Thursday, January 21, 2010

'The Book of Eli' - The Bible on the Big Screen

I saw The Book of Eli today. Aesthetically, and conceptually it's very similar to The Road. Both are post-apocalyptic. Just like The Road we don't know much about what caused the apocalypse. And just like the protagonists in The Road are 'the good guys' who are 'carrying the fire' to the West coast, so too is Denzel Washington's Eli. Though in this case 'the fire' is something more tangible than it was in The Road. It's a Bible. More on that shortly. It's pretty strange for two movies released so close to each other to have so many similarities. And both share similarities with Children of Men as well, which I pointed out in my note on The Road.

The fact that he's carrying a Bible isn't really a spoiler, this is known pretty early in the movie, although it oddly isn't referred to as a Bible until almost the very end. Prior to that it's just "that book", or "this book", but it's obvious from the outset what book it is, since Eli reads passages from it, and it has a cross on it. It's a bit humorous to me that they don't just call it a Bible, and my guess is that they didn't for fear of making the movie feel too 'preachy' or heavy handed for general audiences. And yes, just saying the word 'Bible' a lot of times is probably what Hollywood considers 'preachy'.

Eli is wandering through a post-apocalyptic America attempting to reach the coast with a book. He has heard a voice tell him that that is his mission. He stops in a city along the way where he meets a leader, and builder of a town in the midwest played by Gary Oldman. Oldman's characters has his goons out searching for a specific book because he believes with the words in that book he can become more powerful. He can use the words in that book to rule other towns, other people (because almost all books were burned after or during the apocalypse, so he believes this particular book and these particular words can have that effect, especially since not many people can read). Eli just happens to have the book he's looking for. But Eli is one bad dude, and kills a bunch of Oldman's goons and escapes. Oldman gives chase, and things develop from there.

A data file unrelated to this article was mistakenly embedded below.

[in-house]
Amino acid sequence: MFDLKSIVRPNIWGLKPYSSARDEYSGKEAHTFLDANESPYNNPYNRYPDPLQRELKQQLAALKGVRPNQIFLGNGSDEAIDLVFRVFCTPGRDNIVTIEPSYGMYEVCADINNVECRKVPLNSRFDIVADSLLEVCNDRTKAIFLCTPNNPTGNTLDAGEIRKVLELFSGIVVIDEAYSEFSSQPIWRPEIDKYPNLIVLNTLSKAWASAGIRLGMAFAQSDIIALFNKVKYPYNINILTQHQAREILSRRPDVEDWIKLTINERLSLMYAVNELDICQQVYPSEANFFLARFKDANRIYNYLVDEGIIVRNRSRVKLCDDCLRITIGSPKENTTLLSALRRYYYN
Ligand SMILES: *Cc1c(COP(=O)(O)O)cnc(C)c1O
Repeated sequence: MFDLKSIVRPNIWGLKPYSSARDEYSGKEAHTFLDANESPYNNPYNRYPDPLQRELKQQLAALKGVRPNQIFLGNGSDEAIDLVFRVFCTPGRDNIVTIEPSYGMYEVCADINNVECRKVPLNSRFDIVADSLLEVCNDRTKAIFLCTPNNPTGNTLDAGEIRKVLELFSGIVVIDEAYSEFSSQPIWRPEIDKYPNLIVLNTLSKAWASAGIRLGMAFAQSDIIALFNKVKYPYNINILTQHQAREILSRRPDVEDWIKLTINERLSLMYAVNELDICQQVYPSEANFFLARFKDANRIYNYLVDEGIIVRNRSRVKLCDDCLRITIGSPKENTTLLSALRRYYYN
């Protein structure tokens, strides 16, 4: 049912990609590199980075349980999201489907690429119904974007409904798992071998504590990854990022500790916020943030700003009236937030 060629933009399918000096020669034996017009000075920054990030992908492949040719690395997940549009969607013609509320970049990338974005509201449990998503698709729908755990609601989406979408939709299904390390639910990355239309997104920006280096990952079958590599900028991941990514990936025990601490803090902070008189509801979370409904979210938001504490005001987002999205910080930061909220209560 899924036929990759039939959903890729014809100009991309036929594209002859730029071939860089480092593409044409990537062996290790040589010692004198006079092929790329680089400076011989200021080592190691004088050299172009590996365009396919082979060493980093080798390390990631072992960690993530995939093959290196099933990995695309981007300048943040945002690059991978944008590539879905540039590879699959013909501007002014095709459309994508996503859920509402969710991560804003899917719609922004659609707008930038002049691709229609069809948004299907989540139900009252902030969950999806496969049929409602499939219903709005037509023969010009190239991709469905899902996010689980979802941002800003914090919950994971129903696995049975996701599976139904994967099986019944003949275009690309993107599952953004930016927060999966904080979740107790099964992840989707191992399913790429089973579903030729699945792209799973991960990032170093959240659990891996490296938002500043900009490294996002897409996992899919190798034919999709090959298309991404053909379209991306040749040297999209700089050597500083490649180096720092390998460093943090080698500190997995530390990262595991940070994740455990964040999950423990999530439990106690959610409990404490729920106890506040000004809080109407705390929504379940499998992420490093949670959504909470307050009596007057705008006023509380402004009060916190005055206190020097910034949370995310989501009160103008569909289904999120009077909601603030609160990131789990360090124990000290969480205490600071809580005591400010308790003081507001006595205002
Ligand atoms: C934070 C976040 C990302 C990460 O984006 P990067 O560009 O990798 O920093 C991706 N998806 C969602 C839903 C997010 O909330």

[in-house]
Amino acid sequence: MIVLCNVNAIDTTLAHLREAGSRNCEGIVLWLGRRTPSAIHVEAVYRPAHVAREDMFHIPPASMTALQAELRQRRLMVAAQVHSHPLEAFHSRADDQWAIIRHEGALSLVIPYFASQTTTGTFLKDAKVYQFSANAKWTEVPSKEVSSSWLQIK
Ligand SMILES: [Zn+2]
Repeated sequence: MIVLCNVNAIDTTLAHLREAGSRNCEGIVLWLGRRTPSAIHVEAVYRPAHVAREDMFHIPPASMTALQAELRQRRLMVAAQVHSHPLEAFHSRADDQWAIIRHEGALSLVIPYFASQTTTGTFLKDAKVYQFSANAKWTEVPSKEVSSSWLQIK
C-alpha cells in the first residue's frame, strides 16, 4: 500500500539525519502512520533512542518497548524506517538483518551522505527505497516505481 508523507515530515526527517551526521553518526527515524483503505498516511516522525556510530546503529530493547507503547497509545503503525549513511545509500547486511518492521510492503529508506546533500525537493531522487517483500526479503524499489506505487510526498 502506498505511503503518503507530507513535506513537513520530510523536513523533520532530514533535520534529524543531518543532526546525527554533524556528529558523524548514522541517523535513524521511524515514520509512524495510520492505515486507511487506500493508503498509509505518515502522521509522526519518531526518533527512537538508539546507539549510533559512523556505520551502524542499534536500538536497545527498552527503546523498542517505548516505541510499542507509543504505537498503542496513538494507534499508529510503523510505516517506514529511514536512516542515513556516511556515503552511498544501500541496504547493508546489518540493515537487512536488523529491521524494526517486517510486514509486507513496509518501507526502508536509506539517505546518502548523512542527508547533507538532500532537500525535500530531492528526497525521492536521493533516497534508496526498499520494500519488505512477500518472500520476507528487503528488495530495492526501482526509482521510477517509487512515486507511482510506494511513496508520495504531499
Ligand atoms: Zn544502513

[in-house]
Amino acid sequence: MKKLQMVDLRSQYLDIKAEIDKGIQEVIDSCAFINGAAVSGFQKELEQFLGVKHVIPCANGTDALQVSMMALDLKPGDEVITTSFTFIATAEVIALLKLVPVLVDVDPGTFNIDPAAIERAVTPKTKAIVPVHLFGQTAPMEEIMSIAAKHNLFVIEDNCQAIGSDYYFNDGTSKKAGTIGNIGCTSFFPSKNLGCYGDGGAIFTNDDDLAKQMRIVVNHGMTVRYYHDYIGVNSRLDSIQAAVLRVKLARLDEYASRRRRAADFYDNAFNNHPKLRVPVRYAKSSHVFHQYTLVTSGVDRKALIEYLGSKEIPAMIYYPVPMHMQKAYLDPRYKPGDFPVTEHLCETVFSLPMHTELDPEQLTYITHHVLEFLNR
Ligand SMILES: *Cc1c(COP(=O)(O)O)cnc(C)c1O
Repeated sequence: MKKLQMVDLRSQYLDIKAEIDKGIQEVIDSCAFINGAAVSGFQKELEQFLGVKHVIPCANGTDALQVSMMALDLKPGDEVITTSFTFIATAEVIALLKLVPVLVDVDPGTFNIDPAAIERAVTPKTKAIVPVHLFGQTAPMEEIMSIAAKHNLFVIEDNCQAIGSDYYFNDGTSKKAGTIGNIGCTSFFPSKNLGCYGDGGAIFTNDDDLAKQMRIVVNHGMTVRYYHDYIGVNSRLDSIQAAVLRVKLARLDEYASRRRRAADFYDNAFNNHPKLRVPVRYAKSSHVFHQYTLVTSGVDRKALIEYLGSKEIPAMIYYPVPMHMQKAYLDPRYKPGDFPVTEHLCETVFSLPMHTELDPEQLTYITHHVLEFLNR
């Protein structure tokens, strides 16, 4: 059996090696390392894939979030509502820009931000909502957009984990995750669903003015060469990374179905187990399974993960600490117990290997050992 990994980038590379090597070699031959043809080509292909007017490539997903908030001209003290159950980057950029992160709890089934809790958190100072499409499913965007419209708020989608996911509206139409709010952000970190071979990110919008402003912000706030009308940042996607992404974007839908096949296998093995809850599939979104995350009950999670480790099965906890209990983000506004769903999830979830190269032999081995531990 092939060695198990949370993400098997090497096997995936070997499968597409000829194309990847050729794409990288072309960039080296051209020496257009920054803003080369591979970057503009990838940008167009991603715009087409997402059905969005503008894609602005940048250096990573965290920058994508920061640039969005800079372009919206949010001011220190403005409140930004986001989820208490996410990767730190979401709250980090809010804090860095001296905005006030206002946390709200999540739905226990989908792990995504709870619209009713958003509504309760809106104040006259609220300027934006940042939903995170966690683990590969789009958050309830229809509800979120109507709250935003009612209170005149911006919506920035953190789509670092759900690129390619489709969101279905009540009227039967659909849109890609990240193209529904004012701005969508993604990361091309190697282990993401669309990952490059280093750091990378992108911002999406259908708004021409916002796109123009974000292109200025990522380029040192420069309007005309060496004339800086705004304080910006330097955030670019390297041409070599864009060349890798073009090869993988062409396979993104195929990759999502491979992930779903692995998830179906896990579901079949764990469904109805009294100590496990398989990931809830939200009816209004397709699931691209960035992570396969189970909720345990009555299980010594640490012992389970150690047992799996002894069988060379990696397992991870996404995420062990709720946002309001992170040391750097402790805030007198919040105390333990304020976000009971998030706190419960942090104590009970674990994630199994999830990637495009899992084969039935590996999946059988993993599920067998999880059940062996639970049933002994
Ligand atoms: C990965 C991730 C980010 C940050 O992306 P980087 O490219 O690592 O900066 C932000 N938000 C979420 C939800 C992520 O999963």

I liked the movie thematically, but I think technically it wasn't that great. Specifically my major complaint is with the aesthetic. The sky is painfully fake-looking, and obnoxiously, obviously green-screened. In this aspect The Road created a realistic, interesting aesthetic where this movie did not. It's really bad. The shots of land, the sets, and the locations are actually fairly well done. It's only the sky that looks fake and bad. This is a little nitpicky, but it annoyed me. Also, too many of the characters look and feel like Hollywood actors. The Road made Robert Duvall and Guy Pearce so ragged and beat up they were hardly recognizable. Here all the actors look like they have had pampered lives, but they're supposed to be living in these horrible circumstances. So most of my complaints are with the production design, casting and general aesthetic. These are somewhat superficial issues, but important when making a movie.

The most interesting thing to me was that the central plot device was a Bible. This is pretty rare for a mainstream, big budget Hollywood film. And it wasn't used in a derisive manner. So that was a pleasant surprise. If it weren't for that the movie would be a pretty dull and run-of-the-mill action flick. Though Washington and Oldman are both great, as usual. The story is decent, and there are some good action sequences, specifically the shootout that occurs at the old people's house. Overall I enjoyed it and would recommend it, with some reservations on the technical side.

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